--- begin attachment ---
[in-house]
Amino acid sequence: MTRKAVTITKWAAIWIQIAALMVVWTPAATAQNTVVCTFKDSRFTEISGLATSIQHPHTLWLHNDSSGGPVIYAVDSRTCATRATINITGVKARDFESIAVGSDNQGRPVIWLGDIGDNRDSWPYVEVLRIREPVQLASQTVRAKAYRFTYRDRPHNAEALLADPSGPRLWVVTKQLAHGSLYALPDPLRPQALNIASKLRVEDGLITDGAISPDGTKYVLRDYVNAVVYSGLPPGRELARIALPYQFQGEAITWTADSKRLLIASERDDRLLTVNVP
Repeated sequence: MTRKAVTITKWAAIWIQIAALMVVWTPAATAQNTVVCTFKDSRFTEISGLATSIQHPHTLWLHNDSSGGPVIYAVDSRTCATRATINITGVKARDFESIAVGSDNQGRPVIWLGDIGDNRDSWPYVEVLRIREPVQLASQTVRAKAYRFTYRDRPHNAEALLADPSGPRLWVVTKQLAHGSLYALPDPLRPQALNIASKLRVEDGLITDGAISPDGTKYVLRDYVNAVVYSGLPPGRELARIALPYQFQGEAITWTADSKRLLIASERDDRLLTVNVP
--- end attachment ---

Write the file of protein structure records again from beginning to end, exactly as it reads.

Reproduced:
[in-house]
Amino acid sequence: MTRKAVTITKWAAIWIQIAALMVVWTPAATAQNTVVCTFKDSRFTEISGLATSIQHPHTLWLHNDSSGGPVIYAVDSRTCATRATINITGVKARDFESIAVGSDNQGRPVIWLGDIGDNRDSWPYVEVLRIREPVQLASQTVRAKAYRFTYRDRPHNAEALLADPSGPRLWVVTKQLAHGSLYALPDPLRPQALNIASKLRVEDGLITDGAISPDGTKYVLRDYVNAVVYSGLPPGRELARIALPYQFQGEAITWTADSKRLLIASERDDRLLTVNVP
Repeated sequence: MTRKAVTITKWAAIWIQIAALMVVWTPAATAQNTVVCTFKDSRFTEISGLATSIQHPHTLWLHNDSSGGPVIYAVDSRTCATRATINITGVKARDFESIAVGSDNQGRPVIWLGDIGDNRDSWPYVEVLRIREPVQLASQTVRAKAYRFTYRDRPHNAEALLADPSGPRLWVVTKQLAHGSLYALPDPLRPQALNIASKLRVEDGLITDGAISPDGTKYVLRDYVNAVVYSGLPPGRELARIALPYQFQGEAITWTADSKRLLIASERDDRLLTVNVP